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Gen Hosp Psychiatry. 2015 Jan-Feb;37(1):40-5. doi: 10.1016/j.genhosppsych.2014.10.010. Epub 2014 Oct 30.

Antidepressant-induced sexual dysfunction during treatment with fluoxetine, sertraline and trazodone; a randomized controlled trial.

Author information

Sleep Disorders Research Center, Kermanshah University of Medical Science (KUMS), Kermanshah, Iran. Electronic address:
Sleep Disorders Research Center, Kermanshah University of Medical Science (KUMS), Kermanshah, Iran. Electronic address:
Psychiatrist, Farabi hospital, Department of psychiatry, Kermanshah University of Medical Science (KUMS), Kermanshah, Iran. Electronic address:
Research Center for Environmental Determinants of Health (RCEDH), School of Population Health, Kermanshah University of Medical Sciences (KUMS), Kermanshah, Iran. Electronic address:



Selective serotonin reuptake inhibitors (SSRIs) are common treatments for patients with major depressive disorder (MDD). However, adverse effects of SSRIs on sexual function are common in the treatment of patients with MDD. There is a discrepancy in the reported frequency of SSRI-induced sexual dysfunction. On the other hand, there is also less evidence about sexual dysfunction with serotonin receptor antagonists and reuptake inhibitors (SARIs). Therefore, we aimed to assess sexual dysfunction in MDD patients who received fluoxetine, sertraline and trazodone.


In a single-blind, randomized, controlled trial in Kermanshah, Iran, during 2009-2010, 195 patients who met the DSMIV-IR criteria for MDD were enrolled. The patients completed the Hamilton Depression Rating Scale (HAM-D) and the sexual function questionnaire (SFQ). Eligible patients were allocated in three treatment groups (receiving fluoxetine, sertraline or trazodone) for 14 weeks randomly. Measurement of HAMD was repeated in 4-week interval. Analysis for comparing sexual dysfunction among three groups and men and women was performed.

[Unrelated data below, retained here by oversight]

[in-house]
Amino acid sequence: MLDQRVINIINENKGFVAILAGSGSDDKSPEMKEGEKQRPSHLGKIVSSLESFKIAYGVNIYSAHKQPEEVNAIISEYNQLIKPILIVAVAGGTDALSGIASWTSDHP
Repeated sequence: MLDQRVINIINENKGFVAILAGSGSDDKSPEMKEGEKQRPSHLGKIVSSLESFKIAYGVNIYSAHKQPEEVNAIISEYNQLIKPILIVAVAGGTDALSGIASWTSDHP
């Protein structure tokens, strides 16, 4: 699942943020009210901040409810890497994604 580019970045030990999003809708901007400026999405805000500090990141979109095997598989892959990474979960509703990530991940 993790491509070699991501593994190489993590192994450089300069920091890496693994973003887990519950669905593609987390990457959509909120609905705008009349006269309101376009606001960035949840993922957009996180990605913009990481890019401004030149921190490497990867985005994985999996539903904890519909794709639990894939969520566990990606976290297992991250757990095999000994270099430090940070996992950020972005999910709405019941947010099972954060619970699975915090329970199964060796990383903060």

There were 102 men and 93 women in the three groups receiving fluoxetine (n=64), sertraline (n=67) and trazodone (n=64). There was no significant difference in the sexual dysfunction of the patients in the three groups at baseline (P>.05). After treatment, both men and women who had received fluoxetine had the most impairment in desire/drive items (43%-51% and 44%-50%, respectively), while patients receiving trazodone had the least impairment in these items (12%-18% and 23%-24%, respectively). Trazodone was also induced with a lower rate of impairment in arousal/orgasm items in men (9%-15%) compared with the other two drugs. Compared with fluoxetine and trazodone, sertraline was associated with intermediate impairment in sexual function (39%-42% in desire/drive items and 32%-39% in arousal/orgasm items) that was lower than that with fluoxetine and more than that with trazodone.


There were different rates of sexual dysfunction with different antidepressants drugs in under treated patients. Compared with fluoxetine, and sertraline, trazodone was associated with the fewest sexual dysfunction. Fluoxetine was also associated with more sexual dysfunction than sertraline. Further research to better identify the differences among antidepressant drugs is recommended.


Fluoxetine; Major depression disorders; Sertraline; Sexual dysfunction; Trazodone

[Indexed for MEDLINE]

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